Paris (AFP) Feb 4, 2011
A "tsunami of obesity" is unfurling across the world, resulting in a near-doubling of the numbers of dangerously overweight adults since 1980, doctors warned on Friday.
More than half a billion men and women -- nearly one in nine of all adults -- are clinically obese, according to research by a team from Imperial College London, Harvard and the World Health Organisation (WHO).
In 2008, the latest year for which statistics were available, nearly one woman in seven and one man in 10 were obese, it found.
Being too fat causes three million premature deaths each year from heart disease, diabetes, cancers and other disorders, according to the WHO.
The researchers described the tableau as "a population emergency."
"(It) will cost tens of millions of preventable deaths unless rapid and widespread actions are taken by governments and health-care systems worldwide," said the report, published by The Lancet.
The problem has been most prevalent in rich nations, rising most in the United States, followed by New Zealand and Australia for women, and Britain and Australia for men.
But many developing countries, especially in the Middle East and in rapidly urbanising areas, are catching up.
"These results suggest that overweight affects one-in-three adults and obesity affects one-in-nine adults -- a tsunami of obesity that will eventually affect all regions of the world," Sonia Anand and Salim Yusuf of Canada's McMaster University wrote in a commentary accompanying the study.
Global obesity rates more than doubled for men, from 4.8 percent of male adults in 1980 to 9.8 percent in 2008. For women, the corresponding jump was from 7.9 to 13.8 percent.
The standard for assessing weight is the body-mass index (BMI), in which one's weight in kilos is divided by the square of one's height in centimetres.
A BMI of 25 to 30 corresponds to being overweight, while above 30 is obese.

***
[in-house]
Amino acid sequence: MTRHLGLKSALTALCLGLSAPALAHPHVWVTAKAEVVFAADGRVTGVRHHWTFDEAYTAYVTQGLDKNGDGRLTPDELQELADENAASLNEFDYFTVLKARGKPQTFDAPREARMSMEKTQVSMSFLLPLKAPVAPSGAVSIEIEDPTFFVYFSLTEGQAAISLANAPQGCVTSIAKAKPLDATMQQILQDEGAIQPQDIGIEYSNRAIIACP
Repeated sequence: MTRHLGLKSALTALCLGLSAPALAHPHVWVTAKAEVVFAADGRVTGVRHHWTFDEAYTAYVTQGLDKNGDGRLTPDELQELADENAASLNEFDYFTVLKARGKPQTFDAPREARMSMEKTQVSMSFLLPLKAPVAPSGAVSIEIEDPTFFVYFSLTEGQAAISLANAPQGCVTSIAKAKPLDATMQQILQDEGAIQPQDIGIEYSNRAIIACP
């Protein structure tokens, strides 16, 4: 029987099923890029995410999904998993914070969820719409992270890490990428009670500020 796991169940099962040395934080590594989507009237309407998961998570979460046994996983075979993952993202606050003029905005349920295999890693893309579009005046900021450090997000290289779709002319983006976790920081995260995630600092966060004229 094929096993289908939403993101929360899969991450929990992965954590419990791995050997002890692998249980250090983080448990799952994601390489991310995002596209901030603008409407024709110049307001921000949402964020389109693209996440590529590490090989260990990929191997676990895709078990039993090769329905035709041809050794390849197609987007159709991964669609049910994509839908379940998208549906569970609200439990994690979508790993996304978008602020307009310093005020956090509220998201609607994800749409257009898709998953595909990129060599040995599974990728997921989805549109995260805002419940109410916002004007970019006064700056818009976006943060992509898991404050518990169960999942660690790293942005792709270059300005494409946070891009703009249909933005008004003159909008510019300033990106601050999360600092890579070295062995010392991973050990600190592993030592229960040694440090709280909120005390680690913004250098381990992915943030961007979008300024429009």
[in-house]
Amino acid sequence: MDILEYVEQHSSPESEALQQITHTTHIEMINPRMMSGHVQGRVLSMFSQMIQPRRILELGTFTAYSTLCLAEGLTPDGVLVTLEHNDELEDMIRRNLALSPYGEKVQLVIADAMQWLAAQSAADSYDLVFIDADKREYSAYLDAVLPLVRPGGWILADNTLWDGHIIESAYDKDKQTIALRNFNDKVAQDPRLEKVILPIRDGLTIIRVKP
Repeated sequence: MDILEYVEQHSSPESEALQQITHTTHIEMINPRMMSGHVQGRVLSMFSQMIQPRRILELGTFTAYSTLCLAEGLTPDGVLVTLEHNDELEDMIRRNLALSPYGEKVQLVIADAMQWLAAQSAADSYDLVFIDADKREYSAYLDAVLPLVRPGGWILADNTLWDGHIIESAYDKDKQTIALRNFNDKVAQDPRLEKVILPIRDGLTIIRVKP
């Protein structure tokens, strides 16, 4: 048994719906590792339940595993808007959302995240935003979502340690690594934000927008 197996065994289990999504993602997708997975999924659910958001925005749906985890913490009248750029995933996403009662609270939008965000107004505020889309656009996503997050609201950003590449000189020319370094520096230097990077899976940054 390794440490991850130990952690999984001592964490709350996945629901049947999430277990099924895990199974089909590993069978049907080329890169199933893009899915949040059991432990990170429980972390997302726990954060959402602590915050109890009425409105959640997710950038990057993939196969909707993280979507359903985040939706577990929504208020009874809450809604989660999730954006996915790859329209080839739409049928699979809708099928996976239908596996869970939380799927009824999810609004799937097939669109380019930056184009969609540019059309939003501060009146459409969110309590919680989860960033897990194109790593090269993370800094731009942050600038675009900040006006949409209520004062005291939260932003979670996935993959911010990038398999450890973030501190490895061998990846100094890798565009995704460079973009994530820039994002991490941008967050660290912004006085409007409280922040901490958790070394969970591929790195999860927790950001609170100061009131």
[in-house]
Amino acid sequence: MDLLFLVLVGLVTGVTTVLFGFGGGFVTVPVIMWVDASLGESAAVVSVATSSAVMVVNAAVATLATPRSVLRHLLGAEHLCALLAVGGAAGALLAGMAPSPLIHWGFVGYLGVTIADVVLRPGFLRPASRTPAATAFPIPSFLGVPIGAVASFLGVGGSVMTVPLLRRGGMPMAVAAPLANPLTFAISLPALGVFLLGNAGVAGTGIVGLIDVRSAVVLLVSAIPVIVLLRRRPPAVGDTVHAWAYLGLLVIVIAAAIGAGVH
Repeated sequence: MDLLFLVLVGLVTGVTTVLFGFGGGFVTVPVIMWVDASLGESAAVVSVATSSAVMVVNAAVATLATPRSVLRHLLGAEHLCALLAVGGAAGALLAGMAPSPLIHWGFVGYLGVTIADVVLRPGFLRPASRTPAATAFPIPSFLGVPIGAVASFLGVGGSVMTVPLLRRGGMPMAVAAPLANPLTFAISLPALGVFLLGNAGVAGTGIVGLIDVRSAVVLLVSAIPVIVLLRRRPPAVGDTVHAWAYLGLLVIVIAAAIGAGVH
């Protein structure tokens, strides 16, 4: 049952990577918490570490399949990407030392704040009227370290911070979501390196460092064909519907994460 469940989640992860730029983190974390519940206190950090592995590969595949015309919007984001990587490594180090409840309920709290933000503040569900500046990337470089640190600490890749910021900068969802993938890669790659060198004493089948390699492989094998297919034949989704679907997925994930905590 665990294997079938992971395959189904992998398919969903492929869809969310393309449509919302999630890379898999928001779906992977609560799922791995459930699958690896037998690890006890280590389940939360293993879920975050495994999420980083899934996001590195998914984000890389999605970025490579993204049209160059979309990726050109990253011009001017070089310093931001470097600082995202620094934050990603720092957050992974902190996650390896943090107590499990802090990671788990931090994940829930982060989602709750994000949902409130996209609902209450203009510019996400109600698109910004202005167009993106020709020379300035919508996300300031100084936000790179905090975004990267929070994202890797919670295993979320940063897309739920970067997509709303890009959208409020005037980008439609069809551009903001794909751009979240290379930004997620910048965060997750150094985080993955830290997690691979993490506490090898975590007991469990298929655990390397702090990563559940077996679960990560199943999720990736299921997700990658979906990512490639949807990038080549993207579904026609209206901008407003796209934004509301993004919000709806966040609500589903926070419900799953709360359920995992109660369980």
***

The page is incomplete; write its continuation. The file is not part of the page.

Pacific islanders weighed in with the highest BMI levels, between 34 and 35, and notched up among the sharpest increases over the last three decades as well.
In Europe, women in Russia and Moldova were at the upper end of the scale with BMIs of 27.2 and 27.1, while the heftiest men on the continent resided in the Czech Republic and Ireland.
At the other end of the spectrum, Swiss women were the most svelte, with their French and Italian counterparts vying for second place.
Italy holds the distinction of being the only country in Europe where women's average BMI declined, dropping from 25.2 to 24.8.
The study also reported changes in blood pressure and cholesterol levels across nations.
Western European countries -- especially Iceland, Andorra and Germany -- have among the highest cholesterol levels in the world, while African nations have the lowest.
Systolic blood pressure -- the maximum pressure exerted by the heart -- is highest in the Baltic, and in East and West Africa.
The same levels were common in wealthy nations a generation ago, but have dropped dramatically since then, the study showed.
High-income countries have also seen a drop in cardiovascular diseases since 1980, despite high levels of obesity.
The United States in particular saw reductions in high blood pressure and cholesterol levels as well as a slowdown in tobacco use, according to the study.
This suggests that lifestyle choices -- including limiting consumption of animal products and sodium, and increasing physical activity -- can play a key role in slashing heart disease.
Although commonly considered a "Western" problem, obesity is also growing in unexpected regions like the Middle East, where the average weight levels in several populations fall just shy of the benchmark for obesity.
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Human influence on the landscape, global warming, sea level rise, ocean acidification and biodiversity are highlighted in a new set of studies led by University of Leicester researchers. How this influence will be reflected in the distinctive geological record forms the basis of the studies published in Philosophical Transactions of the Royal Society A. Jan Zalasiewicz and Mark Willi ... read more
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